Understanding Economic Abuse
Far too many women experience the impact of Economic Abuse. Solace is here to help women stop paying the price of poverty.
What is economic abuse?
Economic abuse is a form of abuse where one partner is in control of the other partner’s money and economic resources. It can also involve the abuser using the victim’s finances without consent, resulting in a loss of savings or the creation of debt. This form of domestic abuse can also result in significant control, creating a strict financial allowance for the victim. This can lead to the victim having to rely on the abuser financially, making it very difficult for the victim to escape the relationship. Some people may also refer to financial abuse. The main difference between the two is economic abuse has a wider definition because more controlling techniques are used such as restricting transport, clothing, education and employment rather than just money
Am I suffering from economic abuse?
Economic abuse is a very common form of abuse. The questions below can be used to help you identify whether you may be experiencing economic abuse. Does your partner do any one of the following:
- Stop you from working?
- Take out debts in your name?
- Withhold payments from you?
- Control your income or benefit payments?
- Steal your money or damage your things?
- Stop you opening your own bank account?
- Restrict access to education or learning opportunities?
- Refuse access to freedoms such as a phone or car?
- Enforce a strict financial allowance?
Advice if you are planning to leave
If you are planning to leave you may not feel able to leave immediately, but you can plan and be prepared for when an emergency does arise, and you need to leave your home. Leaving is often the most dangerous time so plan leaving so you can increase your safety. You can:
- Keep a record of the violent and controlling behaviour to support any future action you may take – civil or criminal.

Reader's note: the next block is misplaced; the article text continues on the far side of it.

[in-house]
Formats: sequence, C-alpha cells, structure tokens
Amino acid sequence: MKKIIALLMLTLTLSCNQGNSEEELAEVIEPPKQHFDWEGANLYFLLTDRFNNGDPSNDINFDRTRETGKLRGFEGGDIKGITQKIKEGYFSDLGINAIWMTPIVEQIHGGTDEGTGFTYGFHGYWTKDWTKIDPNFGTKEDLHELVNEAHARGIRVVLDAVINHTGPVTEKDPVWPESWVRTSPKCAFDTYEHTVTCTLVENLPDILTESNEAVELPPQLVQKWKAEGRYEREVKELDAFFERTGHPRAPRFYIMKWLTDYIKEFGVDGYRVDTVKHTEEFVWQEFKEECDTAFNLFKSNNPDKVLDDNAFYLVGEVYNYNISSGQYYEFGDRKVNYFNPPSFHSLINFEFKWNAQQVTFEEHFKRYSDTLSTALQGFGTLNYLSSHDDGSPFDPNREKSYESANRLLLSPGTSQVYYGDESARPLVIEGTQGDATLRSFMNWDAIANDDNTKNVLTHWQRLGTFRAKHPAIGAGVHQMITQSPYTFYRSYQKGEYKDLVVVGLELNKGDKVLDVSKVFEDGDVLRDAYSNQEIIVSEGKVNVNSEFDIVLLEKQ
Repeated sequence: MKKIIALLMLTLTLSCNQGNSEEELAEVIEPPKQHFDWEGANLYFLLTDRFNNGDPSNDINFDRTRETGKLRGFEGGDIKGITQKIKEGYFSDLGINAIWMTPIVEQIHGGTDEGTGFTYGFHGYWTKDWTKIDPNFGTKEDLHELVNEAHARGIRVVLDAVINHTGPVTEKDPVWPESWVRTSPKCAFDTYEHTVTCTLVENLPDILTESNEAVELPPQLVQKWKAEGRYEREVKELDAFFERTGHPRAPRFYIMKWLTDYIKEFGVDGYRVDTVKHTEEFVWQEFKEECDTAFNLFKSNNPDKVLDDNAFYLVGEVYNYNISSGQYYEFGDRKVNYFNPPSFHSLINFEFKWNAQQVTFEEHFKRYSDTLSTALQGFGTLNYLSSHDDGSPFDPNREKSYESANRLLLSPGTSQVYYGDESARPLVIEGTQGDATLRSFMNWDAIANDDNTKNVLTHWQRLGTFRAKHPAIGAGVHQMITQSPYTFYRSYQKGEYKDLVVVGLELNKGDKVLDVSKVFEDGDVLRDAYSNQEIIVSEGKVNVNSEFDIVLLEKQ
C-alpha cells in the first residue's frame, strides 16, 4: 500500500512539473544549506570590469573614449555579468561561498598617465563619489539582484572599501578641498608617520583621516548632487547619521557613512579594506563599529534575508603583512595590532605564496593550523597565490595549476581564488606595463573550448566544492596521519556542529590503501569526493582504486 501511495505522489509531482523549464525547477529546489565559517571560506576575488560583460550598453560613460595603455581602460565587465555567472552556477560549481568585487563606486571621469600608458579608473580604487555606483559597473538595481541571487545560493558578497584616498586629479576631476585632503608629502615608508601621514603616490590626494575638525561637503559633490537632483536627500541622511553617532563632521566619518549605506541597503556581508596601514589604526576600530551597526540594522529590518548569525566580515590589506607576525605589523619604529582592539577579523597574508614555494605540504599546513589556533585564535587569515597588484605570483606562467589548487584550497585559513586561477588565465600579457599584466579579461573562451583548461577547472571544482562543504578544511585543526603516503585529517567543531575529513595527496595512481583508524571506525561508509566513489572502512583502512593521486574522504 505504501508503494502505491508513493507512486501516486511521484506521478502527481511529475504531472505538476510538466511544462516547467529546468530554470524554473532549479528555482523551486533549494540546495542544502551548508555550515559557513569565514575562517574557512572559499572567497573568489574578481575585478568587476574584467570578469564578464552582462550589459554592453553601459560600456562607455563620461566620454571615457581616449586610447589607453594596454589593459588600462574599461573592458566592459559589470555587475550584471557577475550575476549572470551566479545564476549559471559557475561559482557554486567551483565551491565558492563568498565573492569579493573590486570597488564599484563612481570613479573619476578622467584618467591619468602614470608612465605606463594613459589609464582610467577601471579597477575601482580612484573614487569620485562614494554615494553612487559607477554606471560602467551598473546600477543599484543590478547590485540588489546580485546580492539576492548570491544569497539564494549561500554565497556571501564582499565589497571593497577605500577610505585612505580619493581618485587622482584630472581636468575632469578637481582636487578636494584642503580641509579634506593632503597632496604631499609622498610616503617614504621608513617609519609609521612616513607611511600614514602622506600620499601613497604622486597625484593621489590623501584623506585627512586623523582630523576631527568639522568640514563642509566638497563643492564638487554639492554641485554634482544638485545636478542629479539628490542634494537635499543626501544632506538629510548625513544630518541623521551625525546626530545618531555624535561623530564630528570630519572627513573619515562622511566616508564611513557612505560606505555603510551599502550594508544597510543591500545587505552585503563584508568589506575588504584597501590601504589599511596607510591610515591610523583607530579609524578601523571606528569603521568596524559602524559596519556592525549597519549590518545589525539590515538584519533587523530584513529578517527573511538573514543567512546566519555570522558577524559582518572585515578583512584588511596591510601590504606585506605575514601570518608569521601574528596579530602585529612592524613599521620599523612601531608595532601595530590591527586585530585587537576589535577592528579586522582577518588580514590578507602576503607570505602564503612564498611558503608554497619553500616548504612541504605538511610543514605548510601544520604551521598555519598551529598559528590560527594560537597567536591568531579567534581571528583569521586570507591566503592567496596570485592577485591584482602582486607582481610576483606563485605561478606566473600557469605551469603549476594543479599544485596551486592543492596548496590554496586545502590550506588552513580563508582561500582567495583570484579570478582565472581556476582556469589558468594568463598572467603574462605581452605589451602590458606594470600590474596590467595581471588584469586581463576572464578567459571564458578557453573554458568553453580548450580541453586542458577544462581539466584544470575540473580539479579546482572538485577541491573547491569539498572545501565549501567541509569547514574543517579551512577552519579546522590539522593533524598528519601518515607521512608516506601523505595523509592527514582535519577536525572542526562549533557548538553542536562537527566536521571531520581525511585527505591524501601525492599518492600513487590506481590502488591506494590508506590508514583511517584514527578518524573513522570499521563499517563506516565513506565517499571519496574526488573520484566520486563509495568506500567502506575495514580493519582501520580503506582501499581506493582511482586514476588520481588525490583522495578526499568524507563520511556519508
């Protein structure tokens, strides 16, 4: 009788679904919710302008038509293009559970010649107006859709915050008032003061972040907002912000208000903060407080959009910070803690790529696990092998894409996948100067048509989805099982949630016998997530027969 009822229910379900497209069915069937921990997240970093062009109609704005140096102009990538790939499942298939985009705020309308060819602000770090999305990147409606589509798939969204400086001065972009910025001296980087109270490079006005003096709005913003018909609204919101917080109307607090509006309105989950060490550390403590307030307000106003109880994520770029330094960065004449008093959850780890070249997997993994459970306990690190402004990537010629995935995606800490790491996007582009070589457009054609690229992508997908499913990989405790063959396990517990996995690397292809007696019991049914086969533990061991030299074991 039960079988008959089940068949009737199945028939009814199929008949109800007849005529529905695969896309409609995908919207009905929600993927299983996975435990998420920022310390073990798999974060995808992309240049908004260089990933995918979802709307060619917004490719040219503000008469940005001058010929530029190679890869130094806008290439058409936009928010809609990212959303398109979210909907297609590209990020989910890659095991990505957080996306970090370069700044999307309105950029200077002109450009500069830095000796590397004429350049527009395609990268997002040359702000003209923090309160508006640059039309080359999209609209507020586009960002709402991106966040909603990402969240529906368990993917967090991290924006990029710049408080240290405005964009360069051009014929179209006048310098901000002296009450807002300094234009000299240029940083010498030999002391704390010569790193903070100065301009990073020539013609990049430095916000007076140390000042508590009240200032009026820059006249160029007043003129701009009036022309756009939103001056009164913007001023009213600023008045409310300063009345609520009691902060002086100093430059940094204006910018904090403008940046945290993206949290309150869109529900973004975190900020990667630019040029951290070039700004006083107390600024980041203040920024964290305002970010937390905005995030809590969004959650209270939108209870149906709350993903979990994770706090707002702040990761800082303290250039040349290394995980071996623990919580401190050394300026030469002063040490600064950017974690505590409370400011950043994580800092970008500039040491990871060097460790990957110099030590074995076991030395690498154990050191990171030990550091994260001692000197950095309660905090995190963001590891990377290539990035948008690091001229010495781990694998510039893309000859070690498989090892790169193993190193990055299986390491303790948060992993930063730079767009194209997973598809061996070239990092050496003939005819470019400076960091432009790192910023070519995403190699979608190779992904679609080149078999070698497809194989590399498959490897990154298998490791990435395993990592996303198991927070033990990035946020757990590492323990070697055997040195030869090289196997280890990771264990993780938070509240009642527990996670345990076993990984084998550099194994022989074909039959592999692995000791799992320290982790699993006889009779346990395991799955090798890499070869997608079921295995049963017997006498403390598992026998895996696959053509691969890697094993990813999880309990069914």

- Log incidents with the police, even if you do not want to press charges at present (numbers for borough CSUs or a link to the met website for the information).
- Seek legal advice (Solace Advice can give you numbers of Solicitors, Rights of Women / Community Legal Service Directory link/ National DV Helpline).
- Have any bruises or injuries recorded by a doctor for future use in any legal proceedings, rehousing procedures, etc. You can also take a picture using a camera or your mobile phone. Solace can also do this for you.
- Have a packed bag ready and keep it in a secret, but accessible place so you can leave quickly.
- Keep important documents in a safe place, either hidden in your home with friends / family (e.g., marriage / birth certificates, national insurance card, passport, driving licence etc,) including items of sentimental value, so that they can be grabbed in a hurry.
- Only tell people you trust where you will be. Lie if you have to – this will protect you and them.
The following items will be useful but are not essential for you to take if you decide that you want to leave in a hurry. Remember we can always help you to get these items later and with police support:
- ID – passports, birth / marriage certificate, NI number, driving licence etc.
- Money – bank / credit cards.
- Medical – prescribed medicines, prescriptions, medical cards, children’s medical records.
- Legal – injunctions, divorce papers, mortgage documents, tenancy agreement.
- Special Items: photos, child’s favourite toy, house and car keys.
- Always try to take your children with you or make arrangements to leave them with someone safe.
Remember: If the last number you called was a refuge, taxi or the place you are going to stay, dial another number – for example, the Speaking Clock (dial 123)
Phone the police on 999 if in immediate danger
Surviving Economic Abuse Financial Support Line: 0808 1968845
24 Hour National Domestic Violence Hotline: 0808 2000 247
Solace Advice Line: 0808 802 5565
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